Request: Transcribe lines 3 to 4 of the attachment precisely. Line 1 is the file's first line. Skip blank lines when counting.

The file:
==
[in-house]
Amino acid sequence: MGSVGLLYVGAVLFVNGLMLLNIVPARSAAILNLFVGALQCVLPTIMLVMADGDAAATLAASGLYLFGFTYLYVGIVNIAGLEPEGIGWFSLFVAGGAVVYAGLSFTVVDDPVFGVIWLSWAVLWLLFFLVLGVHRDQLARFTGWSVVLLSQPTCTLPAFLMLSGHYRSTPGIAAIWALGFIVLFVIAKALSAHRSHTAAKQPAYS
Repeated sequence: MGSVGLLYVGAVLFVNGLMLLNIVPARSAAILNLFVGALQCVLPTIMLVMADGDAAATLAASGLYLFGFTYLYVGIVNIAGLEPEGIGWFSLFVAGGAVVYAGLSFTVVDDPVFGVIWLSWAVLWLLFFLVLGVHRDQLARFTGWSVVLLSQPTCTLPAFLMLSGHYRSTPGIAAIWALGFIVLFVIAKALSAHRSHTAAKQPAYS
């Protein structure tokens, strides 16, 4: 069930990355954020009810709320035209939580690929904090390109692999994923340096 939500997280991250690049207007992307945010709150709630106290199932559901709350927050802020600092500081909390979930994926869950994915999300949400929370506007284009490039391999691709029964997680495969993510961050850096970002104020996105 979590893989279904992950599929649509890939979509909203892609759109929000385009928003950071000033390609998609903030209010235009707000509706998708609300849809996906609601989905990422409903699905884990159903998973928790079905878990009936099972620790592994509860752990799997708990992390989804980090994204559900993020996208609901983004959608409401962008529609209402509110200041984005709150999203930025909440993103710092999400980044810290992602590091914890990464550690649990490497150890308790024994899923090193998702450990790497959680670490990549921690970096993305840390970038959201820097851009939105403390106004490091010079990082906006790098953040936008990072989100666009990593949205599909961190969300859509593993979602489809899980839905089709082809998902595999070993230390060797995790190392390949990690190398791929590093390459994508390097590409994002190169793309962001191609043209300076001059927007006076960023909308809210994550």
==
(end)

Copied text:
Repeated sequence: MGSVGLLYVGAVLFVNGLMLLNIVPARSAAILNLFVGALQCVLPTIMLVMADGDAAATLAASGLYLFGFTYLYVGIVNIAGLEPEGIGWFSLFVAGGAVVYAGLSFTVVDDPVFGVIWLSWAVLWLLFFLVLGVHRDQLARFTGWSVVLLSQPTCTLPAFLMLSGHYRSTPGIAAIWALGFIVLFVIAKALSAHRSHTAAKQPAYS
């Protein structure tokens, strides 16, 4: 069930990355954020009810709320035209939580690929904090390109692999994923340096 939500997280991250690049207007992307945010709150709630106290199932559901709350927050802020600092500081909390979930994926869950994915999300949400929370506007284009490039391999691709029964997680495969993510961050850096970002104020996105 979590893989279904992950599929649509890939979509909203892609759109929000385009928003950071000033390609998609903030209010235009707000509706998708609300849809996906609601989905990422409903699905884990159903998973928790079905878990009936099972620790592994509860752990799997708990992390989804980090994204559900993020996208609901983004959608409401962008529609209402509110200041984005709150999203930025909440993103710092999400980044810290992602590091914890990464550690649990490497150890308790024994899923090193998702450990790497959680670490990549921690970096993305840390970038959201820097851009939105403390106004490091010079990082906006790098953040936008990072989100666009990593949205599909961190969300859509593993979602489809899980839905089709082809998902595999070993230390060797995790190392390949990690190398791929590093390459994508390097590409994002190169793309962001191609043209300076001059927007006076960023909308809210994550």